When Alvin Ailey choreographed “Survivors,” in 1986, Nelson Mandela had been in prison for more than 20 years. Four years later, the South African leader would be released, but Ailey didn’t know that yet. He described his dance as “a kind of compendium and abstraction of my rage.”
“Survivors” is the major revival of Alvin Ailey American Dance Theater’s current season at New York City Center, and that rage can still be felt. As the work opens, a Mandela figure (Vernard J. Gilmore) slowly advances, followed by a small chorus that includes a dancer representing his wife, Winnie (Ghrai DeVore-Stokes). Already, the bars of a jail cell hang above him. Soon, they will descend.
Those bars (set design by Douglas Grekin) are effective. There’s no doubt about what they signify, and yet they are still semiabstract. A single-sided, fencelike facade, they separate Mandela from the other dancers but don’t actually enclose him, so some of his imprisonment has to be supplied by a viewer’s imagination. The rage comes through the music.
The score, by the jazz drummer Max Roach, interlaces his “Triptych: Prayer/Protest/ Peace” (from his great 1960 album “We Insist! Freedom Now Suite,” which connected the American civil-rights struggle with the anti-apartheid movement) and his 1984 song “Survivors.” “Prayer” sets a tone of melancholy determination, with a quiet snare-drum march and the deep, wordless vocalizing of Abbey Lincoln. In “Survivors,” dissonant strings strike in slashes, and the dancers react as if hit by billy clubs. Throughout “Protest,” as Roach’s drums rage, Lincoln screams.
This is powerful stuff, but the dance vocabulary is pretty much standard Ailey: the same reaching limbs, balances and hinged layouts familiar from so much of his work. The set allows for some novel pathos in a duet for the Mandelas. He partners her through the bars, supporting her tilted balances and touching her breasts. They are separated lovers as well as political heroes.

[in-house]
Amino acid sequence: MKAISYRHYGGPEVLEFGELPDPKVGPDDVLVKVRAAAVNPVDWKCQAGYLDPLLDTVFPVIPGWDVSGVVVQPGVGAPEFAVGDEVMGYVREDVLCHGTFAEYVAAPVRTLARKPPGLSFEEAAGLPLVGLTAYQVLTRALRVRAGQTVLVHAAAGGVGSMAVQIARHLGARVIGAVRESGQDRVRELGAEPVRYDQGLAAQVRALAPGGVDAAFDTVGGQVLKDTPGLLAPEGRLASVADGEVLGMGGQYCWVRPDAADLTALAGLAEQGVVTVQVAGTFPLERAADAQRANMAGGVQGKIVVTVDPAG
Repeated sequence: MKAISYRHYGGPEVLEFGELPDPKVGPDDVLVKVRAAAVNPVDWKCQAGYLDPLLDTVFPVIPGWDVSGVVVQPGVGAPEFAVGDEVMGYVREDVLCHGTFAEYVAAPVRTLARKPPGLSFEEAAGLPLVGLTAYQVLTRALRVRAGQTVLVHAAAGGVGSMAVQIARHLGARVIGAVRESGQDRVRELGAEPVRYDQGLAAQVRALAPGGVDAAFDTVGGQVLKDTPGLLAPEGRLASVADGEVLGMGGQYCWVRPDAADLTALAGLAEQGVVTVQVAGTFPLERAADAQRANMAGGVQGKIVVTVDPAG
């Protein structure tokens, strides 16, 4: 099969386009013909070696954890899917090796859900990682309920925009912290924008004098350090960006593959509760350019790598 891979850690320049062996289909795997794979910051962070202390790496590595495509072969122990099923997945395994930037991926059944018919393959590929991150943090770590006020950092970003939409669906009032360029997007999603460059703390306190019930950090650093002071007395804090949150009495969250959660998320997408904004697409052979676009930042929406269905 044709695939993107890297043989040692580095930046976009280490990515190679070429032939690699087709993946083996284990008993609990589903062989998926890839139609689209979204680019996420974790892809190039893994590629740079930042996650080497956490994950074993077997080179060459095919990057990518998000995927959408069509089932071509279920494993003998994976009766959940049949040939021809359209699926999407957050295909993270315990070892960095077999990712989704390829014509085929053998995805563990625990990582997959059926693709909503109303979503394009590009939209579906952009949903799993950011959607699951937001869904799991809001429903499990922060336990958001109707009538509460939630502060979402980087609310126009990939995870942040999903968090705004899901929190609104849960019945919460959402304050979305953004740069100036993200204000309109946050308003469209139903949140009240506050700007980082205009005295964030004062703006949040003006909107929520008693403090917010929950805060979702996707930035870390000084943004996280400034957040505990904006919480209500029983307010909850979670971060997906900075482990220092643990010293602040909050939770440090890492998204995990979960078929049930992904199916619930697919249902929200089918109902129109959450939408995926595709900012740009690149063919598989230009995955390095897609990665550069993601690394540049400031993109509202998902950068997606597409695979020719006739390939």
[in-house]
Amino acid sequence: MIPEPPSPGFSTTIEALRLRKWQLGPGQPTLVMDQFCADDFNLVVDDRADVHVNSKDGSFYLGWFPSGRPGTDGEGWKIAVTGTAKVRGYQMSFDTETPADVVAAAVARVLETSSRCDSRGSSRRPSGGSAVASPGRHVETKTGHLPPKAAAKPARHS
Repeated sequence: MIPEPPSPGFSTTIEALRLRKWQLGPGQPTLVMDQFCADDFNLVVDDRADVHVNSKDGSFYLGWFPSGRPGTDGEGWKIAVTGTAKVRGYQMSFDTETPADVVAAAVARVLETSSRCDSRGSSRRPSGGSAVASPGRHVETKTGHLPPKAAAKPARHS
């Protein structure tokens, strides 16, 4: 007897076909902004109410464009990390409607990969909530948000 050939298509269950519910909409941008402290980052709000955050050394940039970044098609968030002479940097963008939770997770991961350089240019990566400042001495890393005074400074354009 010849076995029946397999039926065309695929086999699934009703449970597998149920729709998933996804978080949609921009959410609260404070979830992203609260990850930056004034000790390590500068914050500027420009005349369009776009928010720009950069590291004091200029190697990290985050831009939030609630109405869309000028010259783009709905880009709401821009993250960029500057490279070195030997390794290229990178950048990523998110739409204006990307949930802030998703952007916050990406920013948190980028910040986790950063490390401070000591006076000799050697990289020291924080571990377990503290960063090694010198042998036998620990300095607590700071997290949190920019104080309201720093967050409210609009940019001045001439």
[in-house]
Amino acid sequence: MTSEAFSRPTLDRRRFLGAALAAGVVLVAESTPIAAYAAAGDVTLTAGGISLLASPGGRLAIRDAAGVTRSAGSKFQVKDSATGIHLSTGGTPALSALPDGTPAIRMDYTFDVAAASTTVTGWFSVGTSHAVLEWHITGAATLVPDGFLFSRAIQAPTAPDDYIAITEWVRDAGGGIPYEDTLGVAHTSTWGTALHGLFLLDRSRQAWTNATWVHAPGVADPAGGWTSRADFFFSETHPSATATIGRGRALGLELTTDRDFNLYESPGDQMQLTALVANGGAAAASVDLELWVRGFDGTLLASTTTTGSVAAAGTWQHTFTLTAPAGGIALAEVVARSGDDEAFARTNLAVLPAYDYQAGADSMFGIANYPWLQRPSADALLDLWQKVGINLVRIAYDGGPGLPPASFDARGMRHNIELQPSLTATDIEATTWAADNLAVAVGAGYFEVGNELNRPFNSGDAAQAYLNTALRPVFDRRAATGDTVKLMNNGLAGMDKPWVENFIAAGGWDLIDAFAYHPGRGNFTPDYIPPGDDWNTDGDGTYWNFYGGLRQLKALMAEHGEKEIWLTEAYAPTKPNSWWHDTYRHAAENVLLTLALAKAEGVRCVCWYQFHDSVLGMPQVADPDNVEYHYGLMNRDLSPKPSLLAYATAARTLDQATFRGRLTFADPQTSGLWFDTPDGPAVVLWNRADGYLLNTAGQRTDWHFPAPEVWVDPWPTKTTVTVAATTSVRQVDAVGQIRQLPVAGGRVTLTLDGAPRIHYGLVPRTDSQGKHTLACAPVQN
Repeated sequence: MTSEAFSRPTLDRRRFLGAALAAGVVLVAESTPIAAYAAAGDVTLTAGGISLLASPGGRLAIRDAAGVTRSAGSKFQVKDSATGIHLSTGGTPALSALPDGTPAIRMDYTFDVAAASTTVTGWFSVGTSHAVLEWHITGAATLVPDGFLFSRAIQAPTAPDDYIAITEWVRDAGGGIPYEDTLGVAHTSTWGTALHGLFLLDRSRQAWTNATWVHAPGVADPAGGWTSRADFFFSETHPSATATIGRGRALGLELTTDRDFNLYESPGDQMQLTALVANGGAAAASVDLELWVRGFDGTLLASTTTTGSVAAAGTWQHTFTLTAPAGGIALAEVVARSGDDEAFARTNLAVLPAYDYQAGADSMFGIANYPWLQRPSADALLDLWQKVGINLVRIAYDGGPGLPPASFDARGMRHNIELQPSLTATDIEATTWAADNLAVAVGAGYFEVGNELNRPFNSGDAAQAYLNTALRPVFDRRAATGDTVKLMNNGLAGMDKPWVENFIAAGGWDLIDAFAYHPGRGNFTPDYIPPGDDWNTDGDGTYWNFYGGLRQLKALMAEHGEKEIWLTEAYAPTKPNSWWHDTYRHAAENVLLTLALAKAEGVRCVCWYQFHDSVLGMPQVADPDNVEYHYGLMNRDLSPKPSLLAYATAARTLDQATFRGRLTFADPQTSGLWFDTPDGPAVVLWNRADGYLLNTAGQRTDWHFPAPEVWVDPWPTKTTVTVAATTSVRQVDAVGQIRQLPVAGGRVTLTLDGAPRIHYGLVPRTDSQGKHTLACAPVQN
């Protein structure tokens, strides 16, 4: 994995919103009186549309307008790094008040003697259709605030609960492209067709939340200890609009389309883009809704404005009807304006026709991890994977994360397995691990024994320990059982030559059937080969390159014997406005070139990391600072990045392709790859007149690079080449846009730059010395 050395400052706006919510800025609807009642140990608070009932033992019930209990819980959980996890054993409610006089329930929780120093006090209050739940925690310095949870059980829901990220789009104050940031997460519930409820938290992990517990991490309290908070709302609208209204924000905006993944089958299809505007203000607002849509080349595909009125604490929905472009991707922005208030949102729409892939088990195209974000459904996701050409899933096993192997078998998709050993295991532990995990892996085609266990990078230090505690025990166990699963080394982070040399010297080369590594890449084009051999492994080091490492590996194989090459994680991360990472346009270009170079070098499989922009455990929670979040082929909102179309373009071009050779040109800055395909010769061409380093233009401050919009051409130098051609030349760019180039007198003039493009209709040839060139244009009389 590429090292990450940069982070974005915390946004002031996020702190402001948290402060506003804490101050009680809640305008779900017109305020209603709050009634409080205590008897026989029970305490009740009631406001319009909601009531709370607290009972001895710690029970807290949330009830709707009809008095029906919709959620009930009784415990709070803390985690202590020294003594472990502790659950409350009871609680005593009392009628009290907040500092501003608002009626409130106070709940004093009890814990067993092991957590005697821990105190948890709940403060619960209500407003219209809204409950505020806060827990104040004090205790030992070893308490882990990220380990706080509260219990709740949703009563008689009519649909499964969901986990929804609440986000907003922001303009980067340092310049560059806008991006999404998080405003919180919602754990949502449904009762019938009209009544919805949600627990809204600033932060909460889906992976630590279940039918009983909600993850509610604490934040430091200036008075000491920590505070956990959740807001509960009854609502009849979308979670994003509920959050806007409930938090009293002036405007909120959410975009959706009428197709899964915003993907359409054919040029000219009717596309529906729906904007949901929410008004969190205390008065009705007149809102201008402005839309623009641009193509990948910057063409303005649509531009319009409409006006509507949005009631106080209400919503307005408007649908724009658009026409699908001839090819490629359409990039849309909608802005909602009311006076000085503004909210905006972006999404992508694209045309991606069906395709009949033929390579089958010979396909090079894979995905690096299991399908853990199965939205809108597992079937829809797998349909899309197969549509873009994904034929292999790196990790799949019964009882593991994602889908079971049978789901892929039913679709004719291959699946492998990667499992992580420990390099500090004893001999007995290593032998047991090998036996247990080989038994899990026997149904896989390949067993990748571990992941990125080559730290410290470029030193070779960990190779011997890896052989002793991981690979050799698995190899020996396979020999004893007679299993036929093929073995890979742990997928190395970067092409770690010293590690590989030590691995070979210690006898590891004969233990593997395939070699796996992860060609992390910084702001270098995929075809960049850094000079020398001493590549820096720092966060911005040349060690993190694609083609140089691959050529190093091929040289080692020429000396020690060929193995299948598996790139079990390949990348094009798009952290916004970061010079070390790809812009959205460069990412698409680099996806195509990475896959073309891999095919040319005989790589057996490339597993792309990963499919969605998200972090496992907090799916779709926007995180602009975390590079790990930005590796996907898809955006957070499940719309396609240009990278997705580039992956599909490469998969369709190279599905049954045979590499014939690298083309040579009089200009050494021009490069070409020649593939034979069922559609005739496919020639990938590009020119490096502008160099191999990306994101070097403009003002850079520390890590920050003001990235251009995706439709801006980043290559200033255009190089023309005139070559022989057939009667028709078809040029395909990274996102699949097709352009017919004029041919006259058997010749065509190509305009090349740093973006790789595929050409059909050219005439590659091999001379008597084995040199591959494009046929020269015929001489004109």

Gilmore brings his sweetness to Mandela, but it’s a slight role, hemmed in by limited choreography as much as by the bars. This is Winnie’s dance, or DeVore-Stokes makes it so. She has been having a terrific season, electric in Jamar Roberts’s “In a Sentimental Mood” and Kyle Abraham’s “Are You In Your Feelings?” Here, her controlled intensity matches that of Lincoln’s sound. At the end, she leads the chorus offstage, advancing by kicking out a foot and slamming it down. It’s easy to believe that she is strong enough not just to survive but to win.
Connecting jazz drumming and protest, “Survivors” resonates interestingly with much more recent work in the company repertory, including Robert Battle’s “For Four” (2021) and Roberts’s “Ode” (2019). The company founder knew his jazz and how it could channel anger about the treatment of Black lives. Those links help justify revival of “Survivors,” though it is no lost masterpiece.
Neither is Twyla Tharp’s “Roy’s Joys,” which debuted in 1997 and was then put on the shelf. It wasn’t performed again until the Ailey company acquired it this season. The work is set to tracks that the swing-era jazz trumpeter Roy Eldridge recorded in France. In some, he sings in French — about, say, lettuce and mayonnaise. The title of the first song sets the attitude: “Just Fooling.”
If much of “Survivors” is standard Ailey, much of “Roy’s Joys” is standard Tharp, combining virtuosic ballet moves with 1940s stylings, insouciance and humor. That’s good fun, though the opening night cast on Friday was still finding the style. Virtuosic is right up the Ailey alley; floppy and goofy are less familiar.
Chalvar Monteiro has no trouble with the pelvis rotation of snakehips, and Miranda Quinn has the quickness essential to Tharpian wit. But James Gilmer and Jacquelin Harris had a head start, having appeared in Tharp’s last two seasons at City Center. Their duet in “Roy’s Joys” is true romance. When she jumps across a large distance into his arms, it isn’t a stunt. It’s soft, easy, like she really is happy to be there.
Truly, it’s hard to take your eyes off Harris — in “Roy’s Joys” or any other work she appears in. Over the past few years, she has blossomed, taking on challenges outside of the Ailey repertory with seeming effortlessness. She never shows off. She just dances cleanly, directly, fearlessly, often with a genuine smile. The joys of Ailey’s Tharp revival aren’t so much Roy’s as Harris’s — and whenever she’s onstage, ours.
Alvin Ailey American Dance Theater
Through Dec. 24, New York City Center, Manhattan; nycitycenter.org.